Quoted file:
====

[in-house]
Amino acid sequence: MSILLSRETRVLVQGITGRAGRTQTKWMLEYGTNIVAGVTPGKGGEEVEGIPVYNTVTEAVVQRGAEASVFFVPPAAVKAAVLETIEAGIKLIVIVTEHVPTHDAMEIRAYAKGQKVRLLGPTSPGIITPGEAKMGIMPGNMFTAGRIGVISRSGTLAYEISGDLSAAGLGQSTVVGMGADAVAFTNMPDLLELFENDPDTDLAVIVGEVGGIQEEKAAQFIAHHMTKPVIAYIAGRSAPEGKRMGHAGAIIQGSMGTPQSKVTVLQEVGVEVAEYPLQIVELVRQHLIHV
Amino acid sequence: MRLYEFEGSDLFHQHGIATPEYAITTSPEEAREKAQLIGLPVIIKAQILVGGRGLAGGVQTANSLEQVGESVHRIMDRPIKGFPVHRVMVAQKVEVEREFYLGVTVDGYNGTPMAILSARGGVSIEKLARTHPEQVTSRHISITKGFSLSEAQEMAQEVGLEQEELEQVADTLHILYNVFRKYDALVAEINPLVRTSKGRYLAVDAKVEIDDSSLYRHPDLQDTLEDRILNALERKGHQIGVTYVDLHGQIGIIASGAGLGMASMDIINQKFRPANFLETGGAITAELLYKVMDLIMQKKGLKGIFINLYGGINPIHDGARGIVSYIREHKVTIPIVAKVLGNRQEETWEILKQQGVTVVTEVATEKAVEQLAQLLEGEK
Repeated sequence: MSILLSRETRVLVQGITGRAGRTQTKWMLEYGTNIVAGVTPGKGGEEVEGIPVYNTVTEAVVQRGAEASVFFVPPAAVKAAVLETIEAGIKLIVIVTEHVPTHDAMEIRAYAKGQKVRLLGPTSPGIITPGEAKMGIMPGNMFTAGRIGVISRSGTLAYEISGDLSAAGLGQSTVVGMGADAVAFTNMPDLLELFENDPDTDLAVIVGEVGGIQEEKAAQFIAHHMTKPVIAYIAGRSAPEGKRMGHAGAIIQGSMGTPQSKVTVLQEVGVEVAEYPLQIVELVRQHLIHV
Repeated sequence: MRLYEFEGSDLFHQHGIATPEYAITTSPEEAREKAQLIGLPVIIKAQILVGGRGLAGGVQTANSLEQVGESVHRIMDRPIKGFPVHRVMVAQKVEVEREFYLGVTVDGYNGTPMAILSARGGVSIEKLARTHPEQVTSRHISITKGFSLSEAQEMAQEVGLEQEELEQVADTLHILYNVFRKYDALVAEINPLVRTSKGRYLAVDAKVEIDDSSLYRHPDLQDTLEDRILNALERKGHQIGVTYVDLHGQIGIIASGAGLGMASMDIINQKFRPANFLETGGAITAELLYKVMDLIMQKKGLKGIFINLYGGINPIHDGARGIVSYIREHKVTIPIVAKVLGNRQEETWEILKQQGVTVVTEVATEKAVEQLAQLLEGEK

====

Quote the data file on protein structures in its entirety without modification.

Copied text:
[in-house]
Amino acid sequence: MSILLSRETRVLVQGITGRAGRTQTKWMLEYGTNIVAGVTPGKGGEEVEGIPVYNTVTEAVVQRGAEASVFFVPPAAVKAAVLETIEAGIKLIVIVTEHVPTHDAMEIRAYAKGQKVRLLGPTSPGIITPGEAKMGIMPGNMFTAGRIGVISRSGTLAYEISGDLSAAGLGQSTVVGMGADAVAFTNMPDLLELFENDPDTDLAVIVGEVGGIQEEKAAQFIAHHMTKPVIAYIAGRSAPEGKRMGHAGAIIQGSMGTPQSKVTVLQEVGVEVAEYPLQIVELVRQHLIHV
Amino acid sequence: MRLYEFEGSDLFHQHGIATPEYAITTSPEEAREKAQLIGLPVIIKAQILVGGRGLAGGVQTANSLEQVGESVHRIMDRPIKGFPVHRVMVAQKVEVEREFYLGVTVDGYNGTPMAILSARGGVSIEKLARTHPEQVTSRHISITKGFSLSEAQEMAQEVGLEQEELEQVADTLHILYNVFRKYDALVAEINPLVRTSKGRYLAVDAKVEIDDSSLYRHPDLQDTLEDRILNALERKGHQIGVTYVDLHGQIGIIASGAGLGMASMDIINQKFRPANFLETGGAITAELLYKVMDLIMQKKGLKGIFINLYGGINPIHDGARGIVSYIREHKVTIPIVAKVLGNRQEETWEILKQQGVTVVTEVATEKAVEQLAQLLEGEK
Repeated sequence: MSILLSRETRVLVQGITGRAGRTQTKWMLEYGTNIVAGVTPGKGGEEVEGIPVYNTVTEAVVQRGAEASVFFVPPAAVKAAVLETIEAGIKLIVIVTEHVPTHDAMEIRAYAKGQKVRLLGPTSPGIITPGEAKMGIMPGNMFTAGRIGVISRSGTLAYEISGDLSAAGLGQSTVVGMGADAVAFTNMPDLLELFENDPDTDLAVIVGEVGGIQEEKAAQFIAHHMTKPVIAYIAGRSAPEGKRMGHAGAIIQGSMGTPQSKVTVLQEVGVEVAEYPLQIVELVRQHLIHV
Repeated sequence: MRLYEFEGSDLFHQHGIATPEYAITTSPEEAREKAQLIGLPVIIKAQILVGGRGLAGGVQTANSLEQVGESVHRIMDRPIKGFPVHRVMVAQKVEVEREFYLGVTVDGYNGTPMAILSARGGVSIEKLARTHPEQVTSRHISITKGFSLSEAQEMAQEVGLEQEELEQVADTLHILYNVFRKYDALVAEINPLVRTSKGRYLAVDAKVEIDDSSLYRHPDLQDTLEDRILNALERKGHQIGVTYVDLHGQIGIIASGAGLGMASMDIINQKFRPANFLETGGAITAELLYKVMDLIMQKKGLKGIFINLYGGINPIHDGARGIVSYIREHKVTIPIVAKVLGNRQEETWEILKQQGVTVVTEVATEKAVEQLAQLLEGEK